Sideline Slants

ORIGINALLY WRITTEN JOE KLEINSASSER
Maybe I should leave well enough alone, but all isn’t well with the Hillsboro recreation program.

On a personal level, writing about the recent shake-up is difficult for several reasons.

For one, I served on the Hillsboro Recreation Commission for more than 15 years in the 1980s and 1990s, so my viewpoint isn’t unbiased.

Second, since I know former Hillsboro recreation director Lonnie Isaac, most members of the Hillsboro Recreation Commission, and some of the city officials, it’s an uncomfortable situation. I have no desire to cause additional hard feelings. But as someone once said, those who don’t study history are doomed to repeat it.

My concern is for the future of a program that’s very important to our community. It’s OK to have differing opinions and to express them.

Here are the facts as I know them. Isaac, a city employee, was dismissed as director of the recreation program. The Hillsboro Recreation Commission was not consulted about the termination. The HRC was notified, but not consulted, about the position possibly being downgraded from full- to part-time. The season for Hillsboro recreation is going into high gear.

They say the truth hurts, and the truth is that politics in Hillsboro isn’t markedly different from politics in Topeka or Washington, D.C.

There’s no place on Earth that’s free from power struggles, personality differences, egos and pride. The stakes may be lower in Hillsboro than in Washington, but the roots of the struggles remain the same.

We can agree that the dismissal of a recreation director and subsequent resignation of two respected citizens from the HRC isn’t usual fare. The termination of the director, in particular, came at an inopportune time, with the busiest season of the year getting under way for the recreation program.

The dismissal raises some obvious questions. Why was Isaac dismissed, and why now?

The reasons for dismissal may never become public. City officials are naturally reluctant to discuss personnel matters, and the person being dismissed doesn’t gain much by crying sour grapes.

The end of Isaac’s tenure as recreation director is unfortunate, because the community owes him a debt of gratitude for his work the past nearly five years.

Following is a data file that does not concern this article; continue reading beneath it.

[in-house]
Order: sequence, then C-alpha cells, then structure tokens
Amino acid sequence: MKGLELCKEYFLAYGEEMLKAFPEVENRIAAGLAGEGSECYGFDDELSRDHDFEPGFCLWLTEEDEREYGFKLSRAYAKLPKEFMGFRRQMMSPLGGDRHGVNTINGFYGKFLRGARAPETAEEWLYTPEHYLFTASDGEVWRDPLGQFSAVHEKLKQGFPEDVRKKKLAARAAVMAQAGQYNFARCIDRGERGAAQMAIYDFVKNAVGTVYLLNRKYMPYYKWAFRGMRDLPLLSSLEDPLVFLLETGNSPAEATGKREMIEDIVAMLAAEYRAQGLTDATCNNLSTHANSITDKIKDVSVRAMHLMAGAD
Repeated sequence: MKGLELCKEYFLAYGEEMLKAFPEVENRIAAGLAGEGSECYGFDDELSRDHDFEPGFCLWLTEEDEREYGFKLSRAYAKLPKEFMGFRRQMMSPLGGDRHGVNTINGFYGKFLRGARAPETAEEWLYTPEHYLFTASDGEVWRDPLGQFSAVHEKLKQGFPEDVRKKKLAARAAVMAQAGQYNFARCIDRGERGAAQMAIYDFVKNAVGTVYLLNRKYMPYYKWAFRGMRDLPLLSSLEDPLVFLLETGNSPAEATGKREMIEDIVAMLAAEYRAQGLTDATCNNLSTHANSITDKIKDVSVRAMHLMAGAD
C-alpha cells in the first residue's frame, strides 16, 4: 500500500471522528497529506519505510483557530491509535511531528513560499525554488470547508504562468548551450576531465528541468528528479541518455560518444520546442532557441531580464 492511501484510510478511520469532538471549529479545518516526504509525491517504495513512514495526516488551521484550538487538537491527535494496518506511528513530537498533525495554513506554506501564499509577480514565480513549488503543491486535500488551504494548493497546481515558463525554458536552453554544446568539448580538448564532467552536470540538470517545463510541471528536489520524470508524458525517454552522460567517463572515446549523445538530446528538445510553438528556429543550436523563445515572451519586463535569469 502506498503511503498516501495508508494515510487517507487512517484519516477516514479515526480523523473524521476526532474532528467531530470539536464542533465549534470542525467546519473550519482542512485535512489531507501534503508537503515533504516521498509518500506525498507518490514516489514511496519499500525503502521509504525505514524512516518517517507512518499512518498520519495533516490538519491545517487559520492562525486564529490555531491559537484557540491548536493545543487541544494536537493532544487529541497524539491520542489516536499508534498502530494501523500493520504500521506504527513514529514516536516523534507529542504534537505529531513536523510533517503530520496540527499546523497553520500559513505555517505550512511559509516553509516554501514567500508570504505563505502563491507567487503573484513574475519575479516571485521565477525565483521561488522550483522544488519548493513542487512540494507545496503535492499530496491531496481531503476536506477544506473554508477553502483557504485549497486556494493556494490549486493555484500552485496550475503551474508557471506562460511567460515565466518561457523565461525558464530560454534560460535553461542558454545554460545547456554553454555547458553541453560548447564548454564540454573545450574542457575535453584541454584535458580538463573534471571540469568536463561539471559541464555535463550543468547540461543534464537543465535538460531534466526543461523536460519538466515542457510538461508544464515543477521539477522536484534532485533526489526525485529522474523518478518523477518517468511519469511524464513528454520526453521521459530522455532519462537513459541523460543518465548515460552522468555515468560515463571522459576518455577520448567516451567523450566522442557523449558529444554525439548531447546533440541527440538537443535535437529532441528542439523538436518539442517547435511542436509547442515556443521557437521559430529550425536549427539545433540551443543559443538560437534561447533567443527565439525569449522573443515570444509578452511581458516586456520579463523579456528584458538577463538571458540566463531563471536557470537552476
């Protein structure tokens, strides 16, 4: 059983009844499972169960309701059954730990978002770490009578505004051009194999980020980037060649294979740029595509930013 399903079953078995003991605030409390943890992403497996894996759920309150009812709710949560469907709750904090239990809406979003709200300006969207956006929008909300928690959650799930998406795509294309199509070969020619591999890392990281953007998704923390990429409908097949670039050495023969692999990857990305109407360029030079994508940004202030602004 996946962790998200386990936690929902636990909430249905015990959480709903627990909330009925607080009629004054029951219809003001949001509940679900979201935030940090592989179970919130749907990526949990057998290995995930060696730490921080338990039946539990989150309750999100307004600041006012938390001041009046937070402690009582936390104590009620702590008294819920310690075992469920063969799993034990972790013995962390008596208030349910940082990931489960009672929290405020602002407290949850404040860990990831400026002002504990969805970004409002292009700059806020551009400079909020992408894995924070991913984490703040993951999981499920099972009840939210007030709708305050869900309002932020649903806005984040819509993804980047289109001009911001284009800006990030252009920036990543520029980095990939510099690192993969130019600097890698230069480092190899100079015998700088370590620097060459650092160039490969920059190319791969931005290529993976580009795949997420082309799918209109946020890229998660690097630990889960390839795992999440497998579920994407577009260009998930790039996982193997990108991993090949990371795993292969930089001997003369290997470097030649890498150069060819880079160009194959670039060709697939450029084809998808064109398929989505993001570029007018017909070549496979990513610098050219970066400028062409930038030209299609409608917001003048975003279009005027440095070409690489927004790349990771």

Rec directors are like coaches in that they’re often hired to be fired. If you work long enough in a community, you’re going to do things that please some people and displease others.

From a public relations standpoint, the dismissal came at an awkward time. It’s ironic that Isaac was terminated at virtually the same time he received an award from a national softball association for running the most efficient tournament in the state last summer. The USSSA only gives one such award in the state each year.

It’s my understanding that the HRC was not involved in the decision to terminate the director. There were areas where the HRC may have wanted improvement, but they were not considering a change in job status.

The recreation director is a city employee. The HRC is a volunteer advisory board appointed by the City Council. While not required, it seems reasonable for the HRC to be consulted if there are problems with the director’s performance.

Hillsboro has always struggled to find stable leadership for its recreation program. The salary isn’t great, given the responsibilities, but the position provides a good starting point and experience for someone interested in a recreation career.

The fact that Isaac’s roots are in Hillsboro was probably the main reason he held the position longer than the previous two recreation directors combined.

The termination may have had something to do with the decision to change the position from full- to part-time, an issue that I’ll discuss in another column. Suffice it to say, it appears that the dismissal wasn’t solely about job performance.

The dismissal likely resulted more from a difference in philosophies and a clash in personalities. When such differences occur, given the chain of command, right or wrong, the employee dusts off the resume.

I believe Isaac will take the good and bad from his experience as recreation director and land on his feet. The city needs to do the same to ensure that the recreation program remains strong for the good of the public it serves.

If there’s one thing we don’t need, it’s a “wreck”reation program.

The ball is in the city’s court. What they do with it remains to be seen.

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